This is a service specifically targeted at the needs of busy non-executive Directors.  We aim to give you a “heads up” on the things that matter for NEDs in the week ahead – all in two minutes or less.

In this edition, we consider IOSCO’s report identifying key considerations for regulators with respect to market data, and the key takeaways from various Takeovers Panel applications and decisions from the past week.

In Over the Horizon, we consider this week’s expected announcements from the RBA.


IOSCO releases report on issues and consideration of market data in secondary equity markets.  The Board of the International Organisation of Securities Commission (IOSCO) has published a report setting out issues and considerations for regulators with respect to the regulation of market data.  The report highlights the essential nature of market data in ensuring efficient price discovery and for maintaining fair and efficient markets.  Market data enables market participants to identify liquidity, make informed investments decisions and comply with regulatory requirements.  The IOSCO report offers three key considerations for regulators: (1) both pre-trade data and post-trade data are important in promoting transparency of trading to facilitate fair and effective participation in secondary markets; (2) fair access to market data is important and includes issues such as data pricing, connectivity and timeliness; and (3) consolidation may improve access to market data and may also assist in reducing costs and identifying liquidity.  IOSCO’s media release and full report can be accessed via its website.  While directed at regulators, the report makes clear the need for integrity and timeliness of market data, in which, in Australia, the ASX plays a central role


Panel receives further application in relation to Virtus Health.  Yesterday, the Takeovers Panel received a further application in relation to the affairs of Virtus Health Limited (Virtus), this time from Virtus itself.  To recap, Virtus is currently the subject of competing bids from CapVest Partners LLP (CapVest) and BGH Capital Pty Ltd (BGH).  Virtus’ application relates to the Supplementary Bidder’s Statement released by BGH on 21 April 2022, pursuant to which some acceptances from Virtus shareholders have been received.  Virtus submits that (1) the Bidder’s Statement contains no reference to the revised CapVest proposal, omitted other material information and contained misleading statements; (2) BGH did not amend the Bidder’s Statement prior to dispatch despite those issues being brought to its attention by Virtus; (3) the Supplementary Bidder’s Statement contains misleading statements and omits material information, including that it does not state the price offered under the revised CapVest proposal; and (4) Virtus is not aware that the Supplementary Bidder’s Statement has been dispatched to Virtus shareholders (which would be contrary to ASIC guidance).  Virtus is seeking interim orders that BGH be restrained from processing acceptances under the bid, or closing the bid until completion of the Panel’s proceedings, and final orders relating to corrective disclosures and withdrawal rights.  See the Takeovers Panel’s media release. The battle for Virtus has been one of the most hotly contested in 2022 and has produced a number of learnings for both acquirers and targets. 

Takeovers Panel makes declaration of unacceptable circumstances in relation to the affairs of Nex Metals.  In a previous edition of Boardroom Brief, we considered an application made by Metalicity Ltd (Metalicity) in relation to the affairs of Nex Metals Explorations Ltd (Nex Metals).  The Panel has made a declaration of unacceptable circumstances as it considered, amongst other things, Nex Metals’ replacement target’s statement contained information deficiencies and constitutes (or is likely to constitute) a breach of sections of the Corporations Act regulating content requirements for target’s statements on the basis that it omits material information, includes statements that are misleading or confusing in material respects and includes statements that are incorrect.  The Panel considers that in light of these deficiencies, the document does not disclose a sufficient basis for the Nex Metals directors’ recommendation that shareholders reject the bid.  The Panel also made numerous final orders, including (1) Nex Metals must issue an announcement identifying the deficiencies in its target’s statement and stating that it will prepare a supplementary or replacement target’s statement addressing those deficiencies; (2) Nex Metals must prepare a supplementary or replacement target’s statement; and (3) Nex Metals must not lodge and dispatch the supplementary or replacement target’s statement until ASIC has provided written confirmation it does not object to the statement.  See the Takeovers Panel’s media release, with reasons for its decision to follow.  As we have noted before, the facts of this case are unusual, but the Panel’s “micro-management” orders provide a useful checklist of issues that target boards should consider when making recommendations, and providing supporting information, in relation to bids.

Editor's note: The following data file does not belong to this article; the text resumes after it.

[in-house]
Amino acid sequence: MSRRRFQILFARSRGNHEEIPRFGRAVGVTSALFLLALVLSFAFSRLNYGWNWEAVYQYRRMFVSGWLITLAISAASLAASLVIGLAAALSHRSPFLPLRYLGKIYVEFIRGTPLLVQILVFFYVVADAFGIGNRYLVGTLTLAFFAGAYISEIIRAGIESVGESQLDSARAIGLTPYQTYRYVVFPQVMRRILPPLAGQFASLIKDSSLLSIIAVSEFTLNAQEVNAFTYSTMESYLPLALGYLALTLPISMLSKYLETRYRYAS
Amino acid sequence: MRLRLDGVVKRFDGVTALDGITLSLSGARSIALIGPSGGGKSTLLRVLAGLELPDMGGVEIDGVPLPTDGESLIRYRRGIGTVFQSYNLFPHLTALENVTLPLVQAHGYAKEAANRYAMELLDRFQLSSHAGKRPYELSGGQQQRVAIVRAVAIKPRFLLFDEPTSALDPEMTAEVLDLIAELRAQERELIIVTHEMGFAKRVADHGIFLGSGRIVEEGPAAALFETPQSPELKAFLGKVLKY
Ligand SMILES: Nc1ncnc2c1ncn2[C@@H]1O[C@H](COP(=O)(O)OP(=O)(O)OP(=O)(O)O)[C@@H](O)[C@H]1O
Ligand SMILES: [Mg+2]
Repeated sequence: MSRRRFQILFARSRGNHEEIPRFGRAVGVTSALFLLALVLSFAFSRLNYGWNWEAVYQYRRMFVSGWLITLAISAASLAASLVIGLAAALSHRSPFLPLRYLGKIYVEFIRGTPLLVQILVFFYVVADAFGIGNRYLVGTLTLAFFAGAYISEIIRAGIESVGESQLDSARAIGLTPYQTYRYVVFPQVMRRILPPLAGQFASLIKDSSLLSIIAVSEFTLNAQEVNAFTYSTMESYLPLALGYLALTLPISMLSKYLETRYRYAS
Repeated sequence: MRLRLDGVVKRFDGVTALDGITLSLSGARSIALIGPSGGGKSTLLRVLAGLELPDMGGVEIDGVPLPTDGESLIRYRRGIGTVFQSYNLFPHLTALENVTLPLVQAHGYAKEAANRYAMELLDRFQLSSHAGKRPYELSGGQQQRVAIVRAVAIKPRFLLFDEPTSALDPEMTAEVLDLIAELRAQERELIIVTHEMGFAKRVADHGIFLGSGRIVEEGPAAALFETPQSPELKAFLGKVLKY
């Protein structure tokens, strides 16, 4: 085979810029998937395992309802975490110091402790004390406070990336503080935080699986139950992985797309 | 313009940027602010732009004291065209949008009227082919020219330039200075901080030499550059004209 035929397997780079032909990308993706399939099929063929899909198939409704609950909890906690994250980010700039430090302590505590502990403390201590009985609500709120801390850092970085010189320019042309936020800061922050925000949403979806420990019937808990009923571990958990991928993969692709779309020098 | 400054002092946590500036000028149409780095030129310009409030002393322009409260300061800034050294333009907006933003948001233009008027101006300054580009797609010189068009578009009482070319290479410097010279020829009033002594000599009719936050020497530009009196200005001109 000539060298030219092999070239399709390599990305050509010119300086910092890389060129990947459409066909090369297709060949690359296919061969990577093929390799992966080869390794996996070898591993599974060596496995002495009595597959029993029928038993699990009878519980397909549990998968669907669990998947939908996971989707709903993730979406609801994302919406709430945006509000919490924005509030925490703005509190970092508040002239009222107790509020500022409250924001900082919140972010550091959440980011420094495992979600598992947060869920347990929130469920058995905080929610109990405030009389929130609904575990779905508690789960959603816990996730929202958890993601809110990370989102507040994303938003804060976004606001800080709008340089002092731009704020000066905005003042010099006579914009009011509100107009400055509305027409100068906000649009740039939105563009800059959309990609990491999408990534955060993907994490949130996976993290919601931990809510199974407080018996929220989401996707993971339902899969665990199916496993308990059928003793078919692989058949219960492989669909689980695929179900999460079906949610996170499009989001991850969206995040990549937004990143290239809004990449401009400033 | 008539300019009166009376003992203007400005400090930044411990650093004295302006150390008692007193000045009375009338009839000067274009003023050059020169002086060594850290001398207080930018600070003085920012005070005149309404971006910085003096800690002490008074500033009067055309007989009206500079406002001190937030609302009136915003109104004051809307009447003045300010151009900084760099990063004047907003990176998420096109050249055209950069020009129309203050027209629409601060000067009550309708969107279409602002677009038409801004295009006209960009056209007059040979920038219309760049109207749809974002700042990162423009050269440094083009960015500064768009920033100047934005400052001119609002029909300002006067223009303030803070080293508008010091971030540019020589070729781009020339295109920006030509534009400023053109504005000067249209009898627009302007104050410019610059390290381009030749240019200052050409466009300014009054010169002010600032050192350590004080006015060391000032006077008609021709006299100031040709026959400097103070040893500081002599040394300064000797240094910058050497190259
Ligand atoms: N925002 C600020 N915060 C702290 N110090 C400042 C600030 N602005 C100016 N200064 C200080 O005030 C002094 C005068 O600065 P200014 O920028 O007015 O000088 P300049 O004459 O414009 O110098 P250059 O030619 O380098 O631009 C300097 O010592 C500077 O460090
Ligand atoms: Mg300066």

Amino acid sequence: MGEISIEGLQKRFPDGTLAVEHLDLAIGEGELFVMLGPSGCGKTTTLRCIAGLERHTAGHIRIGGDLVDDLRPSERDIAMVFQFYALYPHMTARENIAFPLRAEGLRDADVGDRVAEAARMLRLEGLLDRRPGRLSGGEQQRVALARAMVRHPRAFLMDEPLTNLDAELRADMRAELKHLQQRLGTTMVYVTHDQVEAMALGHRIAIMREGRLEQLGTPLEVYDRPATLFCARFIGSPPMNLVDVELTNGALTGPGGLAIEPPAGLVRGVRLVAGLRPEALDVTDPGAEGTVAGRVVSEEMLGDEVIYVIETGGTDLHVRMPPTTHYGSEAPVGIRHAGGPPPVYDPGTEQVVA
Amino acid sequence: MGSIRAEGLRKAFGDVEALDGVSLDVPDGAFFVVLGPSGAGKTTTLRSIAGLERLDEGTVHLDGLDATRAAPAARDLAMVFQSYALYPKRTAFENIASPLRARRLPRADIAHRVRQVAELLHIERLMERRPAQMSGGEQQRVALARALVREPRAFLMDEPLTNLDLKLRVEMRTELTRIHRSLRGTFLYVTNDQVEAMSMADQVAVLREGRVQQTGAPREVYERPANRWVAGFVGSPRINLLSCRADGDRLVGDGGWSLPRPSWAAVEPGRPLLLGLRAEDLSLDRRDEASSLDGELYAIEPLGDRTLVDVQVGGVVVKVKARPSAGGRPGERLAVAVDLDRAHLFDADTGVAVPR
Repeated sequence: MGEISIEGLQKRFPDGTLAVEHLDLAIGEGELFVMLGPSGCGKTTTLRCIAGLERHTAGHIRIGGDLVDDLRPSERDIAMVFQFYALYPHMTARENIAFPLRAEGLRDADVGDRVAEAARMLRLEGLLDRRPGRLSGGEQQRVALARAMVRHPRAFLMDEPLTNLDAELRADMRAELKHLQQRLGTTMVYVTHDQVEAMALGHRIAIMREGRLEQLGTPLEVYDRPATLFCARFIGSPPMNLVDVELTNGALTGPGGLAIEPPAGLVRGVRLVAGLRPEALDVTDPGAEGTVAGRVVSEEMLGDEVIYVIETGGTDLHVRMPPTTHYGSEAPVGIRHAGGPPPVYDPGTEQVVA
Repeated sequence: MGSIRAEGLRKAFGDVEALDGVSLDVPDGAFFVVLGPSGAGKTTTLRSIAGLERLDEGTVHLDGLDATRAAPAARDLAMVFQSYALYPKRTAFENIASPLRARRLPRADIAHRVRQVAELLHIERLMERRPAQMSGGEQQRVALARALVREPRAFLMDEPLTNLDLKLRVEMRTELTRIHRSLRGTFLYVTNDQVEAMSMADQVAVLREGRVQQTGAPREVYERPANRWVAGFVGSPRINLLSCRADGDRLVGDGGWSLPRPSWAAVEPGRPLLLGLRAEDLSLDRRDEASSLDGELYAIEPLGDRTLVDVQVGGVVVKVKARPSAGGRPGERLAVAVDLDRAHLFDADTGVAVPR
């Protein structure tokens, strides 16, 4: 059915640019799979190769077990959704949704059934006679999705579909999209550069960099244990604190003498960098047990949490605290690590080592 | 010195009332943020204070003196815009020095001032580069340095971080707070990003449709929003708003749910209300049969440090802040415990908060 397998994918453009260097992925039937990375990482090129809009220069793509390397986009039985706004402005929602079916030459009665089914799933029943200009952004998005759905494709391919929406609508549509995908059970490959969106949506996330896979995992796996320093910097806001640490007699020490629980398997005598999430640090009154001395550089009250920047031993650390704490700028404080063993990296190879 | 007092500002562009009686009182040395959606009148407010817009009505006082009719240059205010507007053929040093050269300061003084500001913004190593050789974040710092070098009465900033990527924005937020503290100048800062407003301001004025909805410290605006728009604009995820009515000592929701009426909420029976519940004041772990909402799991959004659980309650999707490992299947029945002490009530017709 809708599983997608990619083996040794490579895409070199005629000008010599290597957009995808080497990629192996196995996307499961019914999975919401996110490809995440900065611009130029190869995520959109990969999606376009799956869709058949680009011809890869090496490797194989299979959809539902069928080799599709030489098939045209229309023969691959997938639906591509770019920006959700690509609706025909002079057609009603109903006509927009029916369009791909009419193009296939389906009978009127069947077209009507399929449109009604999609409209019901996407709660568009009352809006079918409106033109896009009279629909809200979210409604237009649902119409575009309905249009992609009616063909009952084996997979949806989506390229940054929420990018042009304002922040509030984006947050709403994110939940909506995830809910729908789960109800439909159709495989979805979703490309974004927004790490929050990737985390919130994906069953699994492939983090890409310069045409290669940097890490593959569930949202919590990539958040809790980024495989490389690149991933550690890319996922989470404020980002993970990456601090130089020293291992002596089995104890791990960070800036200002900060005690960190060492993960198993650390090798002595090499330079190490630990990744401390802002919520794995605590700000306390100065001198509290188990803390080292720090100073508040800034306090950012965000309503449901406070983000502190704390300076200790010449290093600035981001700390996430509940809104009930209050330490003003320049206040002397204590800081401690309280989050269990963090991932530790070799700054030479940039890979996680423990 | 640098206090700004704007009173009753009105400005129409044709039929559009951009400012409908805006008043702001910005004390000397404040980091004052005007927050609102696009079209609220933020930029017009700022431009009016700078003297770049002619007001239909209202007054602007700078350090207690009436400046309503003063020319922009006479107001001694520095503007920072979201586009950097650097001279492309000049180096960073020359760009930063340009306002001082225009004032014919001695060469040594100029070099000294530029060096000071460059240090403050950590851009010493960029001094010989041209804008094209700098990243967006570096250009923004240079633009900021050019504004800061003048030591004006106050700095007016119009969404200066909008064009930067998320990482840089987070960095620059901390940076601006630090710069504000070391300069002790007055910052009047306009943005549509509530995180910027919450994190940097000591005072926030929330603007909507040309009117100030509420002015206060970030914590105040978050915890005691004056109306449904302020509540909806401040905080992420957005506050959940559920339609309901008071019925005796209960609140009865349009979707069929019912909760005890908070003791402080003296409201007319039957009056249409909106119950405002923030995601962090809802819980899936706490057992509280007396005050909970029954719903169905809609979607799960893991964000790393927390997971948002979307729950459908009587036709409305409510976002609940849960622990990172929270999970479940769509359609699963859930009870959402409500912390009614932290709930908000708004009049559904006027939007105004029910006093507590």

A week of RBA anticipation. The RBA is meeting today (3 May), with a speculated rise in the cash rate target to ~0.25% in the face of persistent inflation pressure.  The results of this meeting and the contents of the RBA’s Statement on Monetary Policy (to be released on Friday), occurring as they do in the midst of a federal election campaign, will be closely watched and regardless of outcome will be controversial.  Market watchers believe that inflation and interest rate concerns are contributing to broadly-based negative sentiment in equity markets globally.  It promises to be a volatile week, with similar monetary policy announcements to be released by the Federal Reserve and Bank of England on Thursday.